While human development in Africa remains the biggest to dealing with digital inequity, alternative strategies to extend affordable access to communications are urgent. We simply cannot carry on doing things the way we have and expect the exponential changes we require.

Without complementary stratgies, offline inequalities will simply be mirrored, indeed amplified on line.   A multipronged strategy should include targeting the following areas.

  • While connectivity on its own will not reduce economic inequality, connectivity is a precondition for participation in a modern economy and society. The fact that there is extensive coverage and yet a large percentage of the populations remains unconnected suggests challenges with the current commercial model of exclusive spectrum licensing and universal service fund strategies. To address this problem, complementary regulatory and delivery strategies will be required to enable different types of services to be offered by different kinds of operators.
    • Reform spectrum policyshould be reviewed to enable more optimal co-existence of licensed and unlicensed spectrum that will optimise spectrum for diverse needs of countries, but which will prioritise affordable access to communications. Licensed spectrum required for the evolution of existing services needs to be released at a competitively-determined (efficient use) price to ensure the build out of capital-intensive networks benefitting from economies of scale and devices.
    • With evidence that even cost-based GSM prices are not affordable to most Africans, spectrum should be made available for secondary use. Nationally allocated spectrum not in use in remote areas must be made available through low cost or licence-exempt spectrum for communities, non-profit providers or micro-networks. Extending unlicensed spectrum to new frequency bands can spur investment and innovation, lead to the introduction of technologies that can complement licensed networks (e.g. via the hand-off from GSM to public Wi-Fi, which now also has backhaul application) and expand broadband access in low-cost, last-mile access. Enabling the deployment of dynamic spectrum is a critical aspect of spectrum management seeking to optimise the use of spectrum in the context of providing exclusive use required by operators for large sunk investments as well as the expanded licence-exempt spectrum that can reduce digital inequality by enabling access but also complementing high cost, private use.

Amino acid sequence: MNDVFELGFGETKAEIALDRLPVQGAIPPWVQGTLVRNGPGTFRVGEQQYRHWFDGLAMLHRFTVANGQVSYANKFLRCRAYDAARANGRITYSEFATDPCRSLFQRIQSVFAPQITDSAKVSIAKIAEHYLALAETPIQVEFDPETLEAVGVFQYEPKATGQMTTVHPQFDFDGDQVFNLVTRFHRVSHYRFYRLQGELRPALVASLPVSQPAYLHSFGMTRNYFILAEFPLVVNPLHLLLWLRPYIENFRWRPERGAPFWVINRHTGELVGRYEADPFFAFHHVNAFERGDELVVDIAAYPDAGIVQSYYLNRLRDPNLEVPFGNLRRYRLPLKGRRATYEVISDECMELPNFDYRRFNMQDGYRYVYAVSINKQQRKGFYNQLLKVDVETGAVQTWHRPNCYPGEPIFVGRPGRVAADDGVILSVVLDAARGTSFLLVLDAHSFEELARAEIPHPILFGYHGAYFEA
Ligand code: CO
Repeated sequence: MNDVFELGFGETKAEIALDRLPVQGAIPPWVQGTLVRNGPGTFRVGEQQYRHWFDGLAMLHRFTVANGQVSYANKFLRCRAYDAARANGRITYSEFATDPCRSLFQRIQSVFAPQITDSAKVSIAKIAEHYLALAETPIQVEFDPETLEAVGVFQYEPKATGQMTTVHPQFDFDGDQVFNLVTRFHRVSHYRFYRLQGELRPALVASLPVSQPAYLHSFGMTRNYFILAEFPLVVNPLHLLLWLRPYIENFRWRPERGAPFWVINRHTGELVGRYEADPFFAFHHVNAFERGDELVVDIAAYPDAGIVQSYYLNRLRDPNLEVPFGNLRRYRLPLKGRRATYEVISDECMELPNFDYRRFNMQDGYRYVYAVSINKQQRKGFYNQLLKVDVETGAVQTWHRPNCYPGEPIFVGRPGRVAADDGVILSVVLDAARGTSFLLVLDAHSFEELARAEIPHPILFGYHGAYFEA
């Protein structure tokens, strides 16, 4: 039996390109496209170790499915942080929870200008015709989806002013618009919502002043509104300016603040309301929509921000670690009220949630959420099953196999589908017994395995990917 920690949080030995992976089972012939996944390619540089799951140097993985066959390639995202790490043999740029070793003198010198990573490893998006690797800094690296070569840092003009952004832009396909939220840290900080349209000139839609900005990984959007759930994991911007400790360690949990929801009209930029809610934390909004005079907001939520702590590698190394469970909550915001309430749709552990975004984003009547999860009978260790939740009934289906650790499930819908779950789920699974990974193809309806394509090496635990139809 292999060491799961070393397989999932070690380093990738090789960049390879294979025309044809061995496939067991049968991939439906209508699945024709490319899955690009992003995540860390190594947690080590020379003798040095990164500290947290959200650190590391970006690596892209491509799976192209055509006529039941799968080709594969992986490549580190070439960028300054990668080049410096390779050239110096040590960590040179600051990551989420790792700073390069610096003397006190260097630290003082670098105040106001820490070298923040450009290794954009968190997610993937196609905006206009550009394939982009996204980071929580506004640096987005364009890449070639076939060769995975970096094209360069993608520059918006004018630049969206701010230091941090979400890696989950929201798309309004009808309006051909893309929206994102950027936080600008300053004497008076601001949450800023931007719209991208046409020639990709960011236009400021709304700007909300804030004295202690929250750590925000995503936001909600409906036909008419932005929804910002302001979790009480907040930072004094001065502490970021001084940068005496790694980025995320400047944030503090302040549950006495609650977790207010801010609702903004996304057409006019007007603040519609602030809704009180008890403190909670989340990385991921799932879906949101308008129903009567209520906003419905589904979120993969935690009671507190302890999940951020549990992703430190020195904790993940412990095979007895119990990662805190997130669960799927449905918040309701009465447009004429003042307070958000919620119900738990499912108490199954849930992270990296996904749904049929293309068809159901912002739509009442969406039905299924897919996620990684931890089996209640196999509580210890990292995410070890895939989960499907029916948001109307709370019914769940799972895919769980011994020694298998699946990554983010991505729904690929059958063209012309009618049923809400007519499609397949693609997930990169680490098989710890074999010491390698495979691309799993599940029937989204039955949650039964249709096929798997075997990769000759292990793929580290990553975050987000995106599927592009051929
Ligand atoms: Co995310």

• To effectively develop such alternatives, requires institutional arrangements that enable capacitated regulators to regulate effectively an increasing complex and adaptive globalised environment without state or industry capture and succumb to pressures from state to enforce retrogressive taxes that undermine their digital futures or be lobbied by operators who act anti-competitively or place securing extractive rents above the national public policy objectives.
  • This will also require data and information about what exists, in what form, how much its costs, its price at the point of sale, and what gaps exist in the reach of services from an economic, social and cultural perspective. An integrated and coordinated data-gathering procedure for the sector, and ICT across sectors, using audited administrative data, rigorous demand side data and exploits available big data with the underlying dataset available according to open data access principles that guarantee anonymity and privacy.
  • The data available shows that besides affordability, human development – particularly education and therefore income – are the primary determinants of access, intensity of use, and use of Internet for production and not only consumption. The development of relevant local content and applications in local languages, along with the enhancement of citizens’ digital literacy skills, are all important demand stimulants. This will require a cross-sectoral approach that builds capacity not only digital literacy but advanced skills to support optimal use of software and local content development to meet local needs and in local languages. It will increasingly require skills development and realignment of skills to deal with increased automation of work, artificial intelligence, big data analysis and robotics.
  • Need to create the cyberpolicy frameworks necessary to build a trust-based environment for e-commerce, e-government, digital finance and personal use. This requires introduction of legislation and guidelines in the areas of cybersecurity, privacy, protection of data and access to information. This needs to be developed in the context of wider state responsibilities that safeguards these rights and mitigates the risks and harms associated with the increasing value of data and the uneven power relations attached to it.Proactively protecting consumer and citizen interests and local online businesses will help in ensuring that the benefits of the digital economy do not only accrue to global platforms and the countries in which they are located.
  • Africa economies need to formulate policies with the aim of removing barriers that prevent full engagement in the digital economy and harnessing the benefit. The policies must enable participation of Africans in e-commerce, micro-work to create jobs and boost Africa’s long-term competitiveness. This will require greater state coordination across sectors and between the public and private sector of policies and implementation that will align skills and improve citizens, state and companies’ readiness for digital technology moblisation.
  • Africa needs to develop initiatives towards attaining harmonised regional strategies to make smaller markets more attractive for investment and which takes into account generation, storage, processing, and transfer of data locally and across boundaries, e-government, taxation in the digital economy, and inclusive access and use. The policy should take into consideration and reflect the changes occurring in the production process and the increasing digitisation of production and consumption processes and international trade. Enabling cross border trade and reciprocal financial and taxation regimeswill be critical to realising the African Free Trade Agreement.

Without these efforts overlaying new technologies and platforms on existing offline inequalities will simply mirror them online. Indeed, with the powerful network effects at play is likely to amplify inequality